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Thursday, January 21, 2010

How To Decide to Rent a Home or Buy - The Easy Way

A key piece to living a debt-free bigger life for me was to sell the bigger house and downsize my living expenses -- from the monthly entergy bill to the rent.  It took a year, but I sold my Big House with the plan to Buy a Smaller One. Lessons learned about EBay, Craigs List, Renting and Moving are some of  the more popular posts.

Selling the Pool Table via Craig's List
Creating Stability with UPS Address
First Steps in Downsizing

The equity has been sitting in a nice Capitol One savings stash, earning 4% interest until November 2009, and I had figured I was saving money renting versus owning (quite a contrarian opinion!).   But I was living in a luxury condo and paying $5,000 a year less in expenses, so there was no impetus to buy.*

Each of these free internet calculators offered me the information I needed to make that decision to rent for 18 months.  Thanks to the New York Times, Michael Blue Jay's Awesome Calculator, BankRate.com, JD Roth, a devil's advocate opinion from Bargaineering, About.com's "Not Everyone Should Own a Home!", as well as a few surprises such as the calculator on Move.com.

So...why am I two weeks away from closing on a townhome with the potential of saving $3,300 per year...and why should you consider doing the same?

For a couple of very good reasons -- the extended First-time Home Buyer's Tax Credit of $6,500 and the lowest interest rates on cash savings in a lifetime. Here's an example that any non-math major can follow with their own figures to figure out what's best for you.

A Simple English Major's Comparison of Renting versus Buying:

Fill in these blanks (my data is listed as an example below each number.

Rental Data:

1)  Rental property background:  1200 square feet, 2 bedrooms, 2 bath, in great mid-town, safe location.

2) Rent $:  _____
$1100 per month for a 2 bedroom, 2 bath 1200 square foot condo in about 10 minutes from work

3) Renter's Insurance:  _____
$40 per month

4) Utilities: _____
$100 per month average for gas and electric, water and sewer included

5) Cable Television:  _____
$45 per month

6) Cable Hi Speed Internet:  _____
$40 per month

Subtotal = $1325/mo

Then Deduct:

7) Tax Deduction for Real Estate Taxes: _____
$0

8) Tax Deduction for Mortgage Interest: _____
$0

9) How much you are earning from your down payment/equity being in a savings account, minus taxes: ____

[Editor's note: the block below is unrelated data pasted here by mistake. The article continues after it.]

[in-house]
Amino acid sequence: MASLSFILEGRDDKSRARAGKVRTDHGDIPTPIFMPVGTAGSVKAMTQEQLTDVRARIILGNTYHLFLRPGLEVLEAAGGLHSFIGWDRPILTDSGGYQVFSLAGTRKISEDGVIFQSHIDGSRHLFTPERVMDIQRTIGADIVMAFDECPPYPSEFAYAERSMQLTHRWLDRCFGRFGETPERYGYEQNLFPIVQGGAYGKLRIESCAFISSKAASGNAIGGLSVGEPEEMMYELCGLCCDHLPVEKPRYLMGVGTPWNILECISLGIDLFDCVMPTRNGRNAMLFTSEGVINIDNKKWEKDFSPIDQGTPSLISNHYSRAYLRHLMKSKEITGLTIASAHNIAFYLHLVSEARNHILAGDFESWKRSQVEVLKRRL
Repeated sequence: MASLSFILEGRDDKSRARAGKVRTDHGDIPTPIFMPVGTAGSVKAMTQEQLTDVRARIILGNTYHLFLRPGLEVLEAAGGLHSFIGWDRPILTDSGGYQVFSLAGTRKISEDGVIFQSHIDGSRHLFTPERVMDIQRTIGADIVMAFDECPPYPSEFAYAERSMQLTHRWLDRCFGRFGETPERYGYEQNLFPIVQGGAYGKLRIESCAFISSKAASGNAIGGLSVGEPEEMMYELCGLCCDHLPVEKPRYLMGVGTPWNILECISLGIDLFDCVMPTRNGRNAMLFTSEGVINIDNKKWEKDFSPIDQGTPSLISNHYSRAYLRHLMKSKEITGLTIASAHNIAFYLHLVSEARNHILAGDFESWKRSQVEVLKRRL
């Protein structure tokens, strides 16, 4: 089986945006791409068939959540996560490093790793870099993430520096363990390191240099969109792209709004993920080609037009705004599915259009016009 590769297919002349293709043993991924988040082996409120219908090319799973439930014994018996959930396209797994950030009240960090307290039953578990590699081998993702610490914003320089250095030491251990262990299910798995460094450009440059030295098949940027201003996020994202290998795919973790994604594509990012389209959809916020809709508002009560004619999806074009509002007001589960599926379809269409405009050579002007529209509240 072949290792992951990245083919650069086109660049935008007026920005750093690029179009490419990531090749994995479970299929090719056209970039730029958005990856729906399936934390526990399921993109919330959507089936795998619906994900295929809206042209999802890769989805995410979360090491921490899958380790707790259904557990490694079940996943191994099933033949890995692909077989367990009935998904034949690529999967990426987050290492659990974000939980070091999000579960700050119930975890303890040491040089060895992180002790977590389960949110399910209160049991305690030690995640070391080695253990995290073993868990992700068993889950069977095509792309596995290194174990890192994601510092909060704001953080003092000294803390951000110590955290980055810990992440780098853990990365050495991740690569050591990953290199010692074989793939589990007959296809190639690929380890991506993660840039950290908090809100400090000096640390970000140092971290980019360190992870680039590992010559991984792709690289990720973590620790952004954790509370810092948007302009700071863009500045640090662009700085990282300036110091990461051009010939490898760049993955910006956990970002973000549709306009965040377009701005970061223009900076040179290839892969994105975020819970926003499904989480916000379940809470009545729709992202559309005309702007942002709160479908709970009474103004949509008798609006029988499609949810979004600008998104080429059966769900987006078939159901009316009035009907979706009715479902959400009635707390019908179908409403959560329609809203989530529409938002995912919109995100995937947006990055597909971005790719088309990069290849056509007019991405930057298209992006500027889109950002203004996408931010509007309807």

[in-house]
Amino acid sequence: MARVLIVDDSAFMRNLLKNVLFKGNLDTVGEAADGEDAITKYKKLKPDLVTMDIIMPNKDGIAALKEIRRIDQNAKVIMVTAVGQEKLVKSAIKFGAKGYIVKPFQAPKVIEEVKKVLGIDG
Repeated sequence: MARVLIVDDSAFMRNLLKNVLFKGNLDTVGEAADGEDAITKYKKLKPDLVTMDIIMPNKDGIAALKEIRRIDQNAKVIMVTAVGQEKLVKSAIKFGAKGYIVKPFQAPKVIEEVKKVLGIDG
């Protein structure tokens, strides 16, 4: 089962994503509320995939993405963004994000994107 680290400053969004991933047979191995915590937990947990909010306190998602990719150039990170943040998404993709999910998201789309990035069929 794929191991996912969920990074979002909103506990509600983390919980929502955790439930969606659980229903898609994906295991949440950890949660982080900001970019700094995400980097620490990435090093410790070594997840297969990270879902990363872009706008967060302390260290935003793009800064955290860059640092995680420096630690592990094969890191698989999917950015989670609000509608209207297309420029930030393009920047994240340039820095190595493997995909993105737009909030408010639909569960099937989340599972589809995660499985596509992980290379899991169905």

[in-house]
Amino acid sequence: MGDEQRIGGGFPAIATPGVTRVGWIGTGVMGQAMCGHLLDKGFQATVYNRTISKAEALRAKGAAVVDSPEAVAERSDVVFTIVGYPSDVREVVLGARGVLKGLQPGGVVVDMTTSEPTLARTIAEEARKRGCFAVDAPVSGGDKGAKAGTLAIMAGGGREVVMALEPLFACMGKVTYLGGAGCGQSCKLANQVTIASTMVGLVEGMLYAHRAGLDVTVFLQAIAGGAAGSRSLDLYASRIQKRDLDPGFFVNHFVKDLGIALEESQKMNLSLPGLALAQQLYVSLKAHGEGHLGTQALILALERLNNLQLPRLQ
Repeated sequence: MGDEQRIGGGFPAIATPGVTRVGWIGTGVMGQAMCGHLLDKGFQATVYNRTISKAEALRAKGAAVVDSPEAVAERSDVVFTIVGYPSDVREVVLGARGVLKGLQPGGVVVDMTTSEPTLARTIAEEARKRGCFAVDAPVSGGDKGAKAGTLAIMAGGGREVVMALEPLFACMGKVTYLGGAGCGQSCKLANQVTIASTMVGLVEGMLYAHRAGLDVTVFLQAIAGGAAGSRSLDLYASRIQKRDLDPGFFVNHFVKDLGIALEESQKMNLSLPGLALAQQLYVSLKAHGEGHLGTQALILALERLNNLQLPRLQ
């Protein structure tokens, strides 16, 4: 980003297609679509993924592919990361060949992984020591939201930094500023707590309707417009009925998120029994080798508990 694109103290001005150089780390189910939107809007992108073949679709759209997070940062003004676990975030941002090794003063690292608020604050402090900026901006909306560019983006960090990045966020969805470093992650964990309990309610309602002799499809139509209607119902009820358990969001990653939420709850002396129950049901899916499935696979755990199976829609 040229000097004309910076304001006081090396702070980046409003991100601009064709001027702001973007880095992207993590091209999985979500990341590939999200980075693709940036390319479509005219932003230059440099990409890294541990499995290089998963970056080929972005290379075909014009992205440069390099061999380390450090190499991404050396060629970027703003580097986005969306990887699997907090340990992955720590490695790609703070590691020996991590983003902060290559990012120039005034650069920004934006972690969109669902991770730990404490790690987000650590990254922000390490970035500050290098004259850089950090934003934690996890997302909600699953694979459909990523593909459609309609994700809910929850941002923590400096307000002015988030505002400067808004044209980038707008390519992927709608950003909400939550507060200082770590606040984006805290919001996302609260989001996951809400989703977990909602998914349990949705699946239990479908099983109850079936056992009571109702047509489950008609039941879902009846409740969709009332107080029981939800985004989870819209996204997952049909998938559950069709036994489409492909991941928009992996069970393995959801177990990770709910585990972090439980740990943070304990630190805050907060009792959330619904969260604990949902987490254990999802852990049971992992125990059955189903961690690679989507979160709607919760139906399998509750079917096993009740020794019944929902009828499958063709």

$56 per month     ($53,000 down payment * 1.5% interest minus 15% tax effect/12)

Renting Annual Total = $15,228
($1269*12)

Purchase Comparison Data:
1) Purchase property background:  I'm purchasing a bigger townhouse (1,450 square feet) than the condo I'm renting so I'll get a couple of extra hundred square feet, but lose a screened in porch.  Not sure how to put that into monetary value, but

You can go to Bankrate.com or any other mortgage table calculator to figure out mortgage principal and interest for various scenarios.  In my case, my townhome price is $136,500, loan percentage and length is 5.125% loan over 30 years, $50,000 down, and closing costs of $3,075.  That gave me the numbers for #1 starting below.

2)  Mortgage$ (Principal and Interest): __________
$468.26

3) Hazard Insurance: _____
$62 per month (available from previous home owner or your insurance agent)

4) Real Estate Taxes:  _____
$100 per month estimate (estimates available from your local tax assessor)

5) Home Owner's Association: _____
$129 per month
(includes cable television)

6) Water and Sewer: _____
$60 per month

7) Maintenance Sinking Fund: _____
$200 per month, general rule of thumb.
(painting, decorating, new roof, new appliances)

8) Utilities: _____
$100 per month (same square footage as condo)

9) Cable Hi Speed Internet:  _____
$45

Subtotal = $13,968 or ($1164 * 12)

Then Deduct: 

10)  Deduct tax savings for real estate taxes: ______
(approximateley $70 per month for me in tax savings.  Real esate taxes $100/mo and mortgage interest $398 per month in first year = $468*.15 tax bracket =  $70 approximate per month in tax savings first few years if itemizing.)

11)  Deduct any interest on cash you aren't putting into the down payment, if applicable: _____
$23 per month ($22,000 still left in savings from first home sold equity * .15/12)

Owning Total:  $11,928
($1071 * 12)



Conclusion -- Although the monthly difference doesn't seem to be large, only $1071 versus $1269, you can see on an annual level how the annual total of $3,300 is a significant savings.  In  my tax bracket of 15%, I would have to earn an extra $3700 per year to get this kind of savings! 
Do you think I made the right? decision? Are you struggling with similar decisions?  Share!


1st Time Home Buyer's Tax Credit Note - The $6,500 first time home buyers tax credit covers closing costs and miscellaneous expenses such as moving, furniture, new draperies, unexpected repairs in first year.


*(Additional costs for the bigger home included $2,500 extra per year in maintenance, $1200 per year in lawn maintenance, $1,500 per year in water/sewer /pest control and additional utility costs of $1200 per year, because I was in double the square footage.)

2 comments:

  1. Thanks Jeff, I appreciate the comment. Since I plan on staying in the home for at least 3 years, I believe the tax credit is going to work for me. Others who aren't sure -- probably need to be careful. Too bad that crystal ball into the future isn't always available!

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  2. thanks Gloria! Your properties for rent are beautiful. Maybe I should move to Las Vegas.

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